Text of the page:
Tyler Perry tries to spin this soap brand into a box office cleaner
When last we visited the Tyler Perry world of marriage (a world intriguingly devoid of Perry’s signature creation Madea), Sheila (Jill Scott) had kicked the womanizing Mike (Richard T. Jones) to the curb in favor of Colorado sheriff Troy (Lamman Rucker), a do-right man ready and willing to treat her right. The curious thing about Mike and Sheila as a couple was that they were friends with the rest of this rather large crew of new millennial buppies that included the likes of Janet Jackson, Malik Yoba, Michael Jai White, Tasha Smith, Sharon Leal and the maestro himself Tyler Perry (minus the drag) who somehow sat around and watched Mike dog Sheila out for years without saying a word. I know Tyler Perry is film’s version of Terry McMillan, but he should know that no black woman, let alone three, would stand by as a black man disrespected their friend like we were led to believe Mike did. His mistreatment was epic, even within the context of soapy Tyler Perry melodrama.
And yet, here we are again, three years later for more bonding, emotional beating and questioning about the institution of marriage sweetened with broad humorous hijinks that rubs abrasively up against the drama leaving raw red narrative sores that any competent screenwriter would treat with better transitional balms. Therein lies the crux of the Tyler Perry dilemma. I have argued for some time now that Perry, who began his career on the chitlin theater circuit with morality plays that aimed for the back rows of black churches and community theaters, has made strides as a filmmaker with each movie. He is far more comfortable using and moving the camera around to get inside his stories and the settings, which has also allowed him to expand the frame beyond the flat stages where he got his start.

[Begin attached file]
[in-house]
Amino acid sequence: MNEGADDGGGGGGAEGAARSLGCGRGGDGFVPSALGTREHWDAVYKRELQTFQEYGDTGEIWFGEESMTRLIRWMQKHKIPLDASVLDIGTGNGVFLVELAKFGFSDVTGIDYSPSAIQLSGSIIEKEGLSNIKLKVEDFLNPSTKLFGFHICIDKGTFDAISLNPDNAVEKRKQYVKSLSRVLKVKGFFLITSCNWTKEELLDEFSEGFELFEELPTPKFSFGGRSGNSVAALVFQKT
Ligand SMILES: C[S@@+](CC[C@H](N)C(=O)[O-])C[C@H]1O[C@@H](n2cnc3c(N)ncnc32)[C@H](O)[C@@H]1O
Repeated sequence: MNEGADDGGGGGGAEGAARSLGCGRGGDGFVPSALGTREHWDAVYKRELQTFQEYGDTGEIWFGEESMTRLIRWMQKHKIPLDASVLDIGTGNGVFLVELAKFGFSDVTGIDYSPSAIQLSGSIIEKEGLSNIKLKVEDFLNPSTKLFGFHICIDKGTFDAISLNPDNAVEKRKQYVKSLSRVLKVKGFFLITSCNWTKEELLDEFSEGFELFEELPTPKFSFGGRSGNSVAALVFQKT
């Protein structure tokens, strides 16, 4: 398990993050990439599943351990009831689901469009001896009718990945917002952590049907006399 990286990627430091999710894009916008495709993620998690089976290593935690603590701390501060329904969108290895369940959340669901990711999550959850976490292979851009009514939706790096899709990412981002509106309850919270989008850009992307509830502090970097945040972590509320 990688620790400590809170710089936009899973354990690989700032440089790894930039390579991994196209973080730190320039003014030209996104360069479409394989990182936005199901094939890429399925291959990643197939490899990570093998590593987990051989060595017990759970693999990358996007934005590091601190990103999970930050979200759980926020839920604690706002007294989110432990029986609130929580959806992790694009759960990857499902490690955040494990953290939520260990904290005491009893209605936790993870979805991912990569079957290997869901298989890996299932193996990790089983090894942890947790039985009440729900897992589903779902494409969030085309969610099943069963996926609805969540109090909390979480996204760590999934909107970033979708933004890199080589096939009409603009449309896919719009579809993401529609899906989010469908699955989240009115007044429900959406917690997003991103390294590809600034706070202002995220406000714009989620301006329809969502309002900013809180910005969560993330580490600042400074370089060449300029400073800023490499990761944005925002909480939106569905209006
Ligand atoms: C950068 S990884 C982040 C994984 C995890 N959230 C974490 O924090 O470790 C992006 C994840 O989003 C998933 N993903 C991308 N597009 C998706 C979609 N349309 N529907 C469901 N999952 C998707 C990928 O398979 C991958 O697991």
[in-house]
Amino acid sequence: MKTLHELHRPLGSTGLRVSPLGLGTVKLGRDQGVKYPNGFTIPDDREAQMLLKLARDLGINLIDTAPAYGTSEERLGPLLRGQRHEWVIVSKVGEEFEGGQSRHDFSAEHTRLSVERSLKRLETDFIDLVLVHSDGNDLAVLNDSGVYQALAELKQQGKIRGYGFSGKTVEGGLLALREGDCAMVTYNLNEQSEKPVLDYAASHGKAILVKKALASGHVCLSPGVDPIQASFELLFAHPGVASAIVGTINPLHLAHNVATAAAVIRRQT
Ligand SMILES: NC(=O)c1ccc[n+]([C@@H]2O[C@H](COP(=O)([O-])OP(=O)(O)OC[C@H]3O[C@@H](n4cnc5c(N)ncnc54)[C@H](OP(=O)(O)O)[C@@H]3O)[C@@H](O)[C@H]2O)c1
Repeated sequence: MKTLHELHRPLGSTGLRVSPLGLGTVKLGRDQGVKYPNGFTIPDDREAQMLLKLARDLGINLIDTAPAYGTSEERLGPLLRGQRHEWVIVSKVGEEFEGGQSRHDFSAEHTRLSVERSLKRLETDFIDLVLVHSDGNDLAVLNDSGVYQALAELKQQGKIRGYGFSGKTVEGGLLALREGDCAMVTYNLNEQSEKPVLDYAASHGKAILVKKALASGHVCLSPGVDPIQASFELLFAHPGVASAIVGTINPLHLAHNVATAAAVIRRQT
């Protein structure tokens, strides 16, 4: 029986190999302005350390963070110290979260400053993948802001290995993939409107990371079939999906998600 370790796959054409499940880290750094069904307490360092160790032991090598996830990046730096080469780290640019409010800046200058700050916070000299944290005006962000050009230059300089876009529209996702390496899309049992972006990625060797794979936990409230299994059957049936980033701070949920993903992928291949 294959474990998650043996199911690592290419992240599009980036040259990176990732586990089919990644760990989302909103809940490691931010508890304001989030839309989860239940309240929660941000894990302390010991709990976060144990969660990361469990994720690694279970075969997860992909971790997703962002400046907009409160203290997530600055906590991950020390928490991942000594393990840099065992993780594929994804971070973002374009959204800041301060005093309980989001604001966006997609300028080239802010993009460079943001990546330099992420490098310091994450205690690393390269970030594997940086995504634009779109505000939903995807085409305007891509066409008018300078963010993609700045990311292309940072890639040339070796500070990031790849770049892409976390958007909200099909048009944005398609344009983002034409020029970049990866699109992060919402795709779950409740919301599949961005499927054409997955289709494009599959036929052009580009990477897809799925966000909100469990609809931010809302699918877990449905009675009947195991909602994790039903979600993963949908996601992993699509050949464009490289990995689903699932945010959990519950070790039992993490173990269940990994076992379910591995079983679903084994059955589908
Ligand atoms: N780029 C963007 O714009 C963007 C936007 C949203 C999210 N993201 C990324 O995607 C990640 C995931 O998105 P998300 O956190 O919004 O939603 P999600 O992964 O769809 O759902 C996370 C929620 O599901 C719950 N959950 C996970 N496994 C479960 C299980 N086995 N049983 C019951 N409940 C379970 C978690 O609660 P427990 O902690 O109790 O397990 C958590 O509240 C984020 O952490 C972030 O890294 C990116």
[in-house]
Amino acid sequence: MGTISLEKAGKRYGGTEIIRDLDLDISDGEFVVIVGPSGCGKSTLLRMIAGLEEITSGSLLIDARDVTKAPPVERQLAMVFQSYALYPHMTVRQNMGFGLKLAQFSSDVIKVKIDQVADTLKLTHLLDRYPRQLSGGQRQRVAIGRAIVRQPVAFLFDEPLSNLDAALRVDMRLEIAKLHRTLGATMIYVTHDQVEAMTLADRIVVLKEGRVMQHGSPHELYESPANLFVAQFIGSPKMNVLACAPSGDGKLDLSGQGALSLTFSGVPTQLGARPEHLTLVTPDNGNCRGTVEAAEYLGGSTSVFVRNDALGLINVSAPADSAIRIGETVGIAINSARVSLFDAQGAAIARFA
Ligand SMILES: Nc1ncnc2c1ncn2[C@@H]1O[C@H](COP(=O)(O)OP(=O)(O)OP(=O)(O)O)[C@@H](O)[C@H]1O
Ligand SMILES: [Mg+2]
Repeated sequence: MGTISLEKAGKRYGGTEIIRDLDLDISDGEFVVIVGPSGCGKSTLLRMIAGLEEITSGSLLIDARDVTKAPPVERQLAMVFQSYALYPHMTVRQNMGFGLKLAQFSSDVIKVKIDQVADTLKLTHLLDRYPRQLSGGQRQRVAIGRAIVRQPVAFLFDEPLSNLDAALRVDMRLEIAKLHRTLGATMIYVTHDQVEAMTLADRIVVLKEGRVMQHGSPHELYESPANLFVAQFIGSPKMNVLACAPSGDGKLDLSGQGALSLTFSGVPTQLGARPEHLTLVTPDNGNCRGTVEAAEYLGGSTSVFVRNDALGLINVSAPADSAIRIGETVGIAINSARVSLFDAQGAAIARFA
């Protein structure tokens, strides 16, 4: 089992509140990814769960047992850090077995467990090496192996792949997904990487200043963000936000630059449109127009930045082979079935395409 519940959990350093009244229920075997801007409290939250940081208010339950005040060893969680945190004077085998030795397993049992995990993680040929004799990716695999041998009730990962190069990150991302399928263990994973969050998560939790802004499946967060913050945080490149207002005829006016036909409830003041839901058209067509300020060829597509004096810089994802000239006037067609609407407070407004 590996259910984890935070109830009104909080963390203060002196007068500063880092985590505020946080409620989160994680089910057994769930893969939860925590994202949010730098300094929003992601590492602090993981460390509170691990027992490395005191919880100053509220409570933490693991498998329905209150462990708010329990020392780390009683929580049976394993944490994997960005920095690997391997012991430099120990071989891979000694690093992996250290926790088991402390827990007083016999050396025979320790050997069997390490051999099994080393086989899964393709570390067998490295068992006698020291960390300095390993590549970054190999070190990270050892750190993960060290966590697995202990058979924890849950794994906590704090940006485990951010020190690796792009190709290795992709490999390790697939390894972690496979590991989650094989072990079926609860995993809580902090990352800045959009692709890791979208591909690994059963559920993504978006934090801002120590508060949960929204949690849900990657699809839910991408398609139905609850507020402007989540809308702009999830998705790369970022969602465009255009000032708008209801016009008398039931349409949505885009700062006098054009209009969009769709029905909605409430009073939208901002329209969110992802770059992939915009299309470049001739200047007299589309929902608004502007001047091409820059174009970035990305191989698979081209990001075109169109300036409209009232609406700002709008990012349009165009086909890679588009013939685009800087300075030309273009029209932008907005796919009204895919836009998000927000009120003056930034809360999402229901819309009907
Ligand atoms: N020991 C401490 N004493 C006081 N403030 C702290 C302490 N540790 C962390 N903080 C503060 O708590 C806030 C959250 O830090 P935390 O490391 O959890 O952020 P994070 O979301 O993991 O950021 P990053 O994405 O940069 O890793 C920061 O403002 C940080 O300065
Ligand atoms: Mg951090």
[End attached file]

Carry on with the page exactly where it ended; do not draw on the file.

Of course, now, he needs to realize that film requires more subtlety from a narrative standpoint. The broad laughs that targeted the back rows required audience participation to feed the performers onstage, to puff up the glorious righteousness of these stereotypes into something resembling three-dimensional characters. Movies and the actors in them don’t have the luxury of such call and response, which means the majority of the work in creating characters that can be transformed into real people needs to exist on the page and that is where Perry had better spend some time boning up. His next project, For Colored Girls Who Have Considered Suicide When the Rainbow Is Enuf, is a real stretch in that it is an African-American literary and theater classic, but more importantly, it just might teach him a thing or two about how to balance story and character along with humor and drama. These kinds of marriages, the unions of thought and theme, are vital to longevity in the film industry. Further, without solid foundations, you end up with bitterness and acrimony and questions like why did I pay all this money to see another crappy Tyler Perry movie?
Why Did I Get Married Too? can be seen at Showcase Cinemas Dayton South, Showcase Cinemas Huber Heights and more